The Institute of Policy Studies (IPS) is of the opinion that the May 2011 general elections cannot be termed the “Internet elections”.
It made this conclusion based on the results of a study it conducted following the general elections, which measured media use, trust and influence on voter choice. There were also other component research segments that rode on the back of the key survey, and these measured other qualities, such as online content generation and voter knowledge about opposition parties. The full results of the study were shared at a conference on 4 October attended by academia, politicians and media.
Some of the key findings that pointed to this conclusion were:
1) Only 30% of survey respondents used the Internet to obtain election information.
2) Of the 30%, more than 90% continue to use traditional media as a source of information on the elections (yes, that “ghettoising” comment).
3) While political parties have tried to use online media to reach out to voters, these efforts went largely unappreciated, as respondents demonstrated a general aversion towards using party websites as a source of information.
4) Measurements of media trust and influence did not indicate an unusual peak for online media over other channels.
That would be the quick and very rough preview of the survey, the bulk of which was presented by Tan Tarn How, senior research fellow at IPS. Now that I have stuffed that, let’s get to the crux question: Should we believe what IPS proposes? In other words, is 2011 the year where online media had a negligible impact on the elections?
I am not going to cast doubts on the results of the survey. Assuming that the research methodology was sound and that the survey sample of 2,000 was representative, there is every reason to believe that the data gathering was valid. Rather, it is the interpretation of the results that I take issue with. In fact, there were aspects of the interpretation that range from indifference to how the various media interact, to glaring presumptuous oversights, not all of which I care to discuss here.
Let’s look instead at the core. One of the qualities that the survey tried to measure was when voter choice was decided. It discovered that 57.6% of those who revealed how they voted have already decided who they want to vote for even before the elections date was announced. Ratings for influence on voting were also below average across all channels. These indicators suggests that 2011 might not even be a year for an “anything” elections, much less an Internet one.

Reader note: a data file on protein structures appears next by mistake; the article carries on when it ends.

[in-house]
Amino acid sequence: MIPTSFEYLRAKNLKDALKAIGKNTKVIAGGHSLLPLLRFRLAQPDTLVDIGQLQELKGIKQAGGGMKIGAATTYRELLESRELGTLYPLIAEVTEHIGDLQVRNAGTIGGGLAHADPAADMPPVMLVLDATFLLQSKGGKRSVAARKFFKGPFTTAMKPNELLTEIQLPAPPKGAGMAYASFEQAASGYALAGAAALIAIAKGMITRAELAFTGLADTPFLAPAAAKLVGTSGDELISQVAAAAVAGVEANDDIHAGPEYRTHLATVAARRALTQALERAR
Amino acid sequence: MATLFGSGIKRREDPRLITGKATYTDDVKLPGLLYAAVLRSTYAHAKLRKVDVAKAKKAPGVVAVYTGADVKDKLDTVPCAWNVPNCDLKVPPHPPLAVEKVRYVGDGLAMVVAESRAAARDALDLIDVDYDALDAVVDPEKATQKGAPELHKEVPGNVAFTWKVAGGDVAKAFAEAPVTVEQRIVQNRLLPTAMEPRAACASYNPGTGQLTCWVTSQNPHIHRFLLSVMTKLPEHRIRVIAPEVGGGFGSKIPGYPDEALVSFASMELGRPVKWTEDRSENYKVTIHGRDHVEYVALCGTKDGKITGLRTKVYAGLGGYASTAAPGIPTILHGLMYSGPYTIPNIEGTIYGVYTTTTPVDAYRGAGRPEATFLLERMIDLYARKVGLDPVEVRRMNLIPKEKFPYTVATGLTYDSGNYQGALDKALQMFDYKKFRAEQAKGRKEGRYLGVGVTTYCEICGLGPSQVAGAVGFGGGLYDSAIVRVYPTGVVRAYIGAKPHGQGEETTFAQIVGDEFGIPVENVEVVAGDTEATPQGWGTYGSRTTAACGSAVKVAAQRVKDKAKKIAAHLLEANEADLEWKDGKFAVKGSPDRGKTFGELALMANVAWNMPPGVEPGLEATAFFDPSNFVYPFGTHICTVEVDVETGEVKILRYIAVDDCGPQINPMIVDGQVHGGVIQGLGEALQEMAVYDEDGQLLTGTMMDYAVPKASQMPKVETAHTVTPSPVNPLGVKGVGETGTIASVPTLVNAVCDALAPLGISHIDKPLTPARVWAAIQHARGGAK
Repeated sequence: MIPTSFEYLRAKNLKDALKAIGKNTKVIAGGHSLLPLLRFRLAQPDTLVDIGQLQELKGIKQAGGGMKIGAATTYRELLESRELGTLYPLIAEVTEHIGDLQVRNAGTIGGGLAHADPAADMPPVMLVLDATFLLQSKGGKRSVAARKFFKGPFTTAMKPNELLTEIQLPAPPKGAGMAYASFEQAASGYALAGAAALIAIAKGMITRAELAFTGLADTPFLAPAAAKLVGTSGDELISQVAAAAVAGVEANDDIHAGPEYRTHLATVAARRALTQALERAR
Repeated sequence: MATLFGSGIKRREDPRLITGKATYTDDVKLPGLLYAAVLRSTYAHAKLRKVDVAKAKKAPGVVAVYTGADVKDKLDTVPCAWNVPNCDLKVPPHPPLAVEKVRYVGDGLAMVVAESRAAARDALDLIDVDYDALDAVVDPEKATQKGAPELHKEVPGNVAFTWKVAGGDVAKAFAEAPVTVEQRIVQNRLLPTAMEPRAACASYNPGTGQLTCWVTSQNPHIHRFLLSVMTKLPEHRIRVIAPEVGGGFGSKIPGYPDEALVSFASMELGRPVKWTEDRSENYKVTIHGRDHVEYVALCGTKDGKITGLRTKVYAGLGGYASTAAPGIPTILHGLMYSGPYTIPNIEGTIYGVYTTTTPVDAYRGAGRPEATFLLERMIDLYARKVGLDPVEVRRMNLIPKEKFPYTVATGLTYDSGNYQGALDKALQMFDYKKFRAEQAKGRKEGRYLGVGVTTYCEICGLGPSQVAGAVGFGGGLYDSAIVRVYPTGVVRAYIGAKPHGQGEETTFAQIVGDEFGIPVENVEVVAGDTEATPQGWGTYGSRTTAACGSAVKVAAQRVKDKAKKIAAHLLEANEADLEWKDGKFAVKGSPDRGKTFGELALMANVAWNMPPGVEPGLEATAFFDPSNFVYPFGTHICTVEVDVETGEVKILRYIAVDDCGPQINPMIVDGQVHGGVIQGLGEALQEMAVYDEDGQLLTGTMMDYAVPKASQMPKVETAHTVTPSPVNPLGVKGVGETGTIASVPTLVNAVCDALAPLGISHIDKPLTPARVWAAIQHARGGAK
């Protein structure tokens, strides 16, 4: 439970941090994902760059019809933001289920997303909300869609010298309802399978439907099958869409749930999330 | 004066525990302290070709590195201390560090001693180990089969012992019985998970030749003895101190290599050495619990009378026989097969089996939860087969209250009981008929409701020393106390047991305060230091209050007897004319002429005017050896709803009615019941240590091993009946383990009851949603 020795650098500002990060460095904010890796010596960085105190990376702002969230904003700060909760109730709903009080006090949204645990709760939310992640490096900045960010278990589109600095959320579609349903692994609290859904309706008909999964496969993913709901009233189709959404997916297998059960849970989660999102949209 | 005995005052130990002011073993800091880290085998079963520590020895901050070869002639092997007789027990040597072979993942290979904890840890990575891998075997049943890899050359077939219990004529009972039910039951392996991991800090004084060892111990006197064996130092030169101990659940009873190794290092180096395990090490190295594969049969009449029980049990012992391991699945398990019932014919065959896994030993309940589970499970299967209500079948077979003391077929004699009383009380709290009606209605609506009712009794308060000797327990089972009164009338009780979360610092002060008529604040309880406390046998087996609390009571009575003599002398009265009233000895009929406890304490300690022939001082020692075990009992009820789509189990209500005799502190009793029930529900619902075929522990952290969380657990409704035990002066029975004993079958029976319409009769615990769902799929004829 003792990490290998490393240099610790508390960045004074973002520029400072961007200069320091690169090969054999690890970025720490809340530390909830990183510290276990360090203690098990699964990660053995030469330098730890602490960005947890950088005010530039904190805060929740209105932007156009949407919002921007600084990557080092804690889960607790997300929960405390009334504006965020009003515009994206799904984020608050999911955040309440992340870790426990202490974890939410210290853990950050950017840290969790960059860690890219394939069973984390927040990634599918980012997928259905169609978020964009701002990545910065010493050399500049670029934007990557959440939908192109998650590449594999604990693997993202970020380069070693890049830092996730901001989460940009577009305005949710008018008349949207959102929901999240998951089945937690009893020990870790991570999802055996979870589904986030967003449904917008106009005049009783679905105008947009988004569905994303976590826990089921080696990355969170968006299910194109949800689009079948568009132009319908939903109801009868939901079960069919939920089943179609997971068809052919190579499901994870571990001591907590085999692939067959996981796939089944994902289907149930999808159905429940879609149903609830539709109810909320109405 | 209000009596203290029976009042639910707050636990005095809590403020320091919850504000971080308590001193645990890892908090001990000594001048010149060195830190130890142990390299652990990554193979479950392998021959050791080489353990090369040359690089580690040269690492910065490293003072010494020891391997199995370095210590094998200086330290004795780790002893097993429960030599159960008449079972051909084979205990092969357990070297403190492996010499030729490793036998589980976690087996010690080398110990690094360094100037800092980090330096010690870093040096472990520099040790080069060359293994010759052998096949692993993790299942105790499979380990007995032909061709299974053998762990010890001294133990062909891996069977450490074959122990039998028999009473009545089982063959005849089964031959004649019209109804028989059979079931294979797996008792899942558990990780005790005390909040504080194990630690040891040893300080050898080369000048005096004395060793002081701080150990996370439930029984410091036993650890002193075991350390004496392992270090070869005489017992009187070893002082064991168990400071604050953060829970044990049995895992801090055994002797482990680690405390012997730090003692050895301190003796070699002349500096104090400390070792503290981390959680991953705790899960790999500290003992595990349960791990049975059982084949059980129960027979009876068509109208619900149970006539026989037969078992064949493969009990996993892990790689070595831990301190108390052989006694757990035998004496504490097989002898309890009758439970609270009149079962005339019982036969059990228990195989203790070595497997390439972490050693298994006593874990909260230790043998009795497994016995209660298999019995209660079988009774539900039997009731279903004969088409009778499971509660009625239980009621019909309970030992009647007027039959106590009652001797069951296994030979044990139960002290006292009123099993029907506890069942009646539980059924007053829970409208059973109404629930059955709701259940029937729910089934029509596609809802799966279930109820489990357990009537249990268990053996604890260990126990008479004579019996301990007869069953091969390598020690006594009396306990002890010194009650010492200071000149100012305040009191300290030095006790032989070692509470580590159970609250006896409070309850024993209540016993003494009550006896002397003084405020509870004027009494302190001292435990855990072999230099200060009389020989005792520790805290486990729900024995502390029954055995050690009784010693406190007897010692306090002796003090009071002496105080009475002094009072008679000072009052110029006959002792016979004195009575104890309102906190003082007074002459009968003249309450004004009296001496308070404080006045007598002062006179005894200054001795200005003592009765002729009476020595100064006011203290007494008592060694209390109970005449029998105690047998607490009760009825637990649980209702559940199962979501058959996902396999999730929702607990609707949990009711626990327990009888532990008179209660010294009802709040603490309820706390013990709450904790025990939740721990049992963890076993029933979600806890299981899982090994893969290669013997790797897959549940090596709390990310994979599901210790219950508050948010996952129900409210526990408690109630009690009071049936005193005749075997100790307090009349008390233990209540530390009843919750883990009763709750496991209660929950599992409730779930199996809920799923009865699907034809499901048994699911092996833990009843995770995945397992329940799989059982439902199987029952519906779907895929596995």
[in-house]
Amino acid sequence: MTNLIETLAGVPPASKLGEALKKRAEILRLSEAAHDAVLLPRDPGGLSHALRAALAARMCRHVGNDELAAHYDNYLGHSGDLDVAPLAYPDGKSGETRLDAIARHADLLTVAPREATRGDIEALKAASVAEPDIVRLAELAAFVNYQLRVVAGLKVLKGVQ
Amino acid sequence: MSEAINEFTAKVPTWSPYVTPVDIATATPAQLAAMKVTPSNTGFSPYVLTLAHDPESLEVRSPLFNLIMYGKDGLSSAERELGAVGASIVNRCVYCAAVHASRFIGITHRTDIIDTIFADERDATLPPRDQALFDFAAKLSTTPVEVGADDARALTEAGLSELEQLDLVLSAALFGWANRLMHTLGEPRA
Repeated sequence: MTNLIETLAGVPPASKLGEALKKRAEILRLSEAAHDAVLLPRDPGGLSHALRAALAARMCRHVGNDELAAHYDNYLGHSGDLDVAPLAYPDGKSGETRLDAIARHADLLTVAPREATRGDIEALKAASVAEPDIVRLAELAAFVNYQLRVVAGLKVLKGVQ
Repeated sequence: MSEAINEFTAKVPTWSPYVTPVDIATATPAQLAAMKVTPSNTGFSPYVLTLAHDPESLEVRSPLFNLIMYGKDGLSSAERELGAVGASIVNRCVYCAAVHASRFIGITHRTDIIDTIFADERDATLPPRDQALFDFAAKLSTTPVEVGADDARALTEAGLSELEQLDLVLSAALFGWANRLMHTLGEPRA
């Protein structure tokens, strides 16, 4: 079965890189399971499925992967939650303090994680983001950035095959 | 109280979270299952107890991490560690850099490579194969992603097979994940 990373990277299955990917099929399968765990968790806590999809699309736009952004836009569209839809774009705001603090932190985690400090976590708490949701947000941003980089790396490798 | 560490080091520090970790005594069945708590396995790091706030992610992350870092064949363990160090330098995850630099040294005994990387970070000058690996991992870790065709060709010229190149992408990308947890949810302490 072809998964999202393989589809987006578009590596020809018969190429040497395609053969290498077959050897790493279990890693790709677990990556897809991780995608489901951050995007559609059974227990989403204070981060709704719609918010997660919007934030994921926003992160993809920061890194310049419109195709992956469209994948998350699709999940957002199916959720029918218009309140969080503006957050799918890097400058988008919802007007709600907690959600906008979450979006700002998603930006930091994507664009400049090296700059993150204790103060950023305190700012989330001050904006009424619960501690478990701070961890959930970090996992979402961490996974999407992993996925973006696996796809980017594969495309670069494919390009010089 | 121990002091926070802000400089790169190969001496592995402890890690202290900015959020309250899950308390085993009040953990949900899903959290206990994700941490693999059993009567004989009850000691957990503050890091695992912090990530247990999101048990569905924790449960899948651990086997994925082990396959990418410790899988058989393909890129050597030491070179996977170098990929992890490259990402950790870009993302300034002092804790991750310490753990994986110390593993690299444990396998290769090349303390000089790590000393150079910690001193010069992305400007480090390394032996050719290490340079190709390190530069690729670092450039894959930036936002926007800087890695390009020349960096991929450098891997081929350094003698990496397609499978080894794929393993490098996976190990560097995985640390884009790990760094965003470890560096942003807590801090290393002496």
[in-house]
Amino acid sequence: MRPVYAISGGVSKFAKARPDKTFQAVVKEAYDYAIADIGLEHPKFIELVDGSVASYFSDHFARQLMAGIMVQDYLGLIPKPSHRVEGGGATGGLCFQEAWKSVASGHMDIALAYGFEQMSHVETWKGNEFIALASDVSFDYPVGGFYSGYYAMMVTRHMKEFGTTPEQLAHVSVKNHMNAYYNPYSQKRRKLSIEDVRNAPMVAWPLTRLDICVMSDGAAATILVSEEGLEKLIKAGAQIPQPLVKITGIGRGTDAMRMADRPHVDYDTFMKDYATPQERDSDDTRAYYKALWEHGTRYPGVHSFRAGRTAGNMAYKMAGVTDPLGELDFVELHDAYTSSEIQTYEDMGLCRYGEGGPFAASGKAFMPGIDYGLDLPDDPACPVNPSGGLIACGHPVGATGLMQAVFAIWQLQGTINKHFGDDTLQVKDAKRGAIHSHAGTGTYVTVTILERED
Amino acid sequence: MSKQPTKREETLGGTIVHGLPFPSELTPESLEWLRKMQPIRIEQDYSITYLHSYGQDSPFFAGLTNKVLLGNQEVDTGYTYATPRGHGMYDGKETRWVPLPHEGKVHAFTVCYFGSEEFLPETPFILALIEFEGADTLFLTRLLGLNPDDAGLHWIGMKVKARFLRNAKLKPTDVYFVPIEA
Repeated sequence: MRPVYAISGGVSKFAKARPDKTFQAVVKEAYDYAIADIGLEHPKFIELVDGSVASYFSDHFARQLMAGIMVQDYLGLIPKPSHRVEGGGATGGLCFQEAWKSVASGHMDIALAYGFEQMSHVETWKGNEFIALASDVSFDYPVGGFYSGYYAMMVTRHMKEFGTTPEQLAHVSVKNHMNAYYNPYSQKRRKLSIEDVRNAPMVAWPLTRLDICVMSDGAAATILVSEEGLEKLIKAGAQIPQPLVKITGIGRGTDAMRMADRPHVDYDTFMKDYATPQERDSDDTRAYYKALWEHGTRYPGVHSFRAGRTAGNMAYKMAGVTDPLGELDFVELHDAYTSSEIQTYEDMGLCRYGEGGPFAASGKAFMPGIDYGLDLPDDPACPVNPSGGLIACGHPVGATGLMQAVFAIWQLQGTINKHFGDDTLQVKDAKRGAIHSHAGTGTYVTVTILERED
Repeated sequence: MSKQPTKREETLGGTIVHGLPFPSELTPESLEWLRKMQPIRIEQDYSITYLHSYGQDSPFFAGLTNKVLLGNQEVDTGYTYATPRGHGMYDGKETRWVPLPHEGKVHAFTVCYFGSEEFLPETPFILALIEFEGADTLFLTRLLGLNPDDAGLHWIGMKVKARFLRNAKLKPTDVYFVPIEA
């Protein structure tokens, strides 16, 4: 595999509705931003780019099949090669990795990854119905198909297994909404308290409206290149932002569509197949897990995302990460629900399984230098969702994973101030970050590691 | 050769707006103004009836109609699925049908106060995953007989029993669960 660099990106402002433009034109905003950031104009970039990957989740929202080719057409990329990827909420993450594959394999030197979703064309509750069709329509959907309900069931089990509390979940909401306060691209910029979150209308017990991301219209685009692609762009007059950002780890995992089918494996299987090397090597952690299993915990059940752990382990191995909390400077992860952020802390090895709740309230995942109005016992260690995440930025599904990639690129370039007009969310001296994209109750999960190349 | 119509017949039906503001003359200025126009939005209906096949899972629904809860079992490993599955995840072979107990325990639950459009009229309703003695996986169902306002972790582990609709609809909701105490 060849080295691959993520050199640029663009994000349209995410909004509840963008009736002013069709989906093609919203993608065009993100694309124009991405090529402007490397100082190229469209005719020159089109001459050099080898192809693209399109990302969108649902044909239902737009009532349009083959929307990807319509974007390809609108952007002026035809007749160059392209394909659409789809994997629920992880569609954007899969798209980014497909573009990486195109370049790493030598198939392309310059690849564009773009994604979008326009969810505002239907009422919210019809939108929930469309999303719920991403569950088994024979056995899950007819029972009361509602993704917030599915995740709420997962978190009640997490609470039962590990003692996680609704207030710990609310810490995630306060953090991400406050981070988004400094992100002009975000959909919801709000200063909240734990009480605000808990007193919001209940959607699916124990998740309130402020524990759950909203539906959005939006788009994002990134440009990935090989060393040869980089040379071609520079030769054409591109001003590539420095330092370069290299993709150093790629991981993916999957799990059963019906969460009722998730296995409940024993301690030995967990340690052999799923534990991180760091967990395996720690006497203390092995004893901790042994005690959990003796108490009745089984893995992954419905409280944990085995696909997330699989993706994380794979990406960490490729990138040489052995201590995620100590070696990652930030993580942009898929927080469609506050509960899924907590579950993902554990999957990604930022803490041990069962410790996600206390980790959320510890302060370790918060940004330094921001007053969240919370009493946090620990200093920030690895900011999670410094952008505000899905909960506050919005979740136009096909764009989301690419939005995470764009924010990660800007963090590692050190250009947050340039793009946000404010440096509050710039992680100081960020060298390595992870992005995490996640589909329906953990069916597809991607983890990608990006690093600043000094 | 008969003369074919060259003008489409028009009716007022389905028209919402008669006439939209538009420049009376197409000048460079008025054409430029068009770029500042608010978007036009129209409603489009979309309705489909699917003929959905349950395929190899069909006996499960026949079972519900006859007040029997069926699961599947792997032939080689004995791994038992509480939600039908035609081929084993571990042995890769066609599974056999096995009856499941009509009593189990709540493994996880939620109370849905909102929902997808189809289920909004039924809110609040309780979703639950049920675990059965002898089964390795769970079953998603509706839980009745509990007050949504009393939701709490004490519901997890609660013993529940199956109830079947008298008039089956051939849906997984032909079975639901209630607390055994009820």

Another problematic conclusion of the survey has to do with respondents’ trust of media sources, which indicated greater trust of traditional media over other sources. Was the survey referring to trust in the accuracy of the information, or the perceived fairness of information presented? The survey did not elaborate on this, which is unfortunate as it could have yielded very different results. More importantly, it should actually be the interplay of sources that allow media users to make that decision (i.e. you can’t in all honesty distrust what you do not know about or have not experienced), but that angle was not explored in the survey.
Instead, three outlying questions remain unanswered. If media did not inform their political outlook and choice, what did? How did they arrive at this conclusion for themselves? Did they then try to influence others about their votes, and how did they go about doing so?
If the researchers have expanded on these questions, they might have found an answer to the key question of the survey that provides greater insight into the multi-layered nature of social influence.
We do not simply refer to one source of information to make up our minds on who to vote. Neither do we make our voting choice based on information gathered around the hustings. We vote for political positions because of their influence on policy. Policy pervades the years leading up to each election. And in that duration, we would have discussed and debated many times over the merit of our policy makers, which in turn informs our votes for or against them.
As such, I believe the research made three assumptions that skewed, hopefully not the results of the survey, but how researchers approached the survey. First, it assumes that media influence can be measured merely by consumption patterns. This is wrong, as influence is only present at the point of assimilation.
Second, it assumes that decisions made on voting revolve around what happens during the elections. Perhaps it was technically impossible to research on years of media consumption, but this marginalises the effect that understanding on public policy has on voter preferences.